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JULY 24, 2000: 

What Lies Beneath

I won't be giving away any plot secrets if I reveal that the most dramatic moment in this glossy yet inane thriller involves a protracted close-up of human toes. Said digits may actually be the most original element director Robert Zemeckis (Forrest Gump, Contact) tosses into his MacGuffin-stuffed hybrid of Fatal Attraction and The Sixth Sense.

Michelle Pfeiffer is solid and sympathetic as the ridiculously self-sacrificing wife of a grumpy academic bigwig (a risible Harrison Ford) who discovers she's channeling the vengeful spirit of a missing student (Amber Valletta). Zemeckis crams every horror-movie ruse -- nightly rain, a creepy neighbor, a rambling house, a dearth of lamps, a foggy lakeside locale, you name it -- into what amounts to Me, Myself & Some Dead Chick. It all gets the adrenaline coursing, but the "Boo!" barrage never feels particularly perilous, just manipulative and contrived. Same for the film's attempts to rile women's anger with an allegorical subtext of female repression and revenge. A stupid, action-packed movie that advocates the all-men-are-dicks theory? We just may have found this summer's Double Jeopardy. -- Alicia Potter


Dripping with film-festival awards, Zhang Yang's second feature (his first was called Spicy Love Soup) serves up what Western audiences seem to want in their subtitled fare -- sentimentality and the quaintly exotic. At least we don't watch the drama unfold through a child's eyes. But in its own insistently heartwarming way, Shower is as formulaic as a Jerry Bruckheimer production. It's a lot more subtle, but no more trustworthy.

Mistakenly believing his father has died, Da Ming, a poker-faced businessman, returns home to settle his family affairs. His old neighborhood has barely changed -- it's a far cry from the rapidly modernizing city where he now works. Among the staples of everyday life is the communal bathhouse, which is run by his father, Master Liu. The whims of the outside world barely register inside its fading walls, where old men gather daily to gamble on cricket fights and a chubby teenager practices an opera aria, finding his voice under the relaxing spray of a hot shower. Da Ming is merely a visitor here, but his retarded younger brother, Er Ming, helps run the show.

It takes just a single whiff of true community -- plus his father's failing health -- to melt Da Ming's icy resistance. Yet Pu Cun Xin refuses to pander in the role, remaining largely stoic even as he loosens up, grimace by grimace. Jiang Wu's shameless Er Ming is another story entirely. Must the slow son wear a childlike haircut? The way he and his father take nightly exercise together is a lovely touch -- but must they wear twin electric-blue tracksuits? And must Er Ming hike up the legs of his pants as he gallops goofily around the block? This kind of syrupy detail mucks up an otherwise well-wrought tale -- then again, it's this kind of syrupy detail that makes movies like Shower popular. Call me a wet blanket for not joining in. -- Scott Heller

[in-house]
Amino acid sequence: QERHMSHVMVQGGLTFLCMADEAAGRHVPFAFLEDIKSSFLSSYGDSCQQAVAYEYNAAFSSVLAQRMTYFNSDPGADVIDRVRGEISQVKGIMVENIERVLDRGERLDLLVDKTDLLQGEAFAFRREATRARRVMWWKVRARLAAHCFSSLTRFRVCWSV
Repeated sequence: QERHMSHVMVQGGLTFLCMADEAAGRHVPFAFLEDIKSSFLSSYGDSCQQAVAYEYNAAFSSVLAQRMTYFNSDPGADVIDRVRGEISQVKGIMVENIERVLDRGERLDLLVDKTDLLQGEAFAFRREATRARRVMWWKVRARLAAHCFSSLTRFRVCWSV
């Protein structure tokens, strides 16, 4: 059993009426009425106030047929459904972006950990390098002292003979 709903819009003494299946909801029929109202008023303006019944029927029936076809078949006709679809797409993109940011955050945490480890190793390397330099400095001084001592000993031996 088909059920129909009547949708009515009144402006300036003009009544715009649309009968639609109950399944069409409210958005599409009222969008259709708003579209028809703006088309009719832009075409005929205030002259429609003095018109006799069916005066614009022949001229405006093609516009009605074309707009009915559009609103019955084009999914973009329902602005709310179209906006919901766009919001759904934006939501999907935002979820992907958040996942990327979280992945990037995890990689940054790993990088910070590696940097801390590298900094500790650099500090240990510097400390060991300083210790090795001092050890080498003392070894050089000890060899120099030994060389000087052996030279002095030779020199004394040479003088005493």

Set Me Free

Léa Pool's memoir of growing up in '50s Montreal centers on Hanna (Karine Vanasse), who's 13 and confused. Her Holocaust-survivor father (Miki Manojlovic) is an aspiring poet who takes out his frustrations on Hanna, her brother (Alexandre Mérineau), and their depressive gentile mother (Pascale Bussières). In between mom's suicide attempts and dad's rampages, Hanna takes refuge, like Antoine Doinel in The 400 Blows, at the movies. Her favorite film is Jean-Luc Godard's Vivre sa vie, but she can't decide whether she wants to be Anna Karina's prostitute character or is in love with her. The film shares a similar identity crisis, wavering between sentimental if offbeat coming-of-age tale and incisive, disturbing critique of the patriarchal family and gender roles. -- Peter Keough

Pokémon: The Movie 2000

This sequel is a marked improvement over the first big-screen adaptation of the kiddie-craze-turned-economic-empire. Sure there's more infernally insipid Poke banter, but the animation is crisper and the story line is more adventurous and better told.

In the feature segment, "The Power of One," the world's weather system is thrown into disarray because a self-interested Pokémon collector has hijacked the Titans of Fire and Lightning (giant birds with a lethal discharge). When the guardian of the deep (a majestic bird-seal-dragon thingy) can't restore harmony, it's up to kid Pokémon trainer Ash to save the world; in the process two teenybopper maidens vie for his affections. The cute and cuddly electro-vermin Pikachu gets plenty of screen time (he heads the all-Pokémon short "Pikachu's Rescue Adventure"), and the misfits from Team Rocket drop in too. This is reasonable family entertainment and a sure sign of more to come. -- Tom Meek

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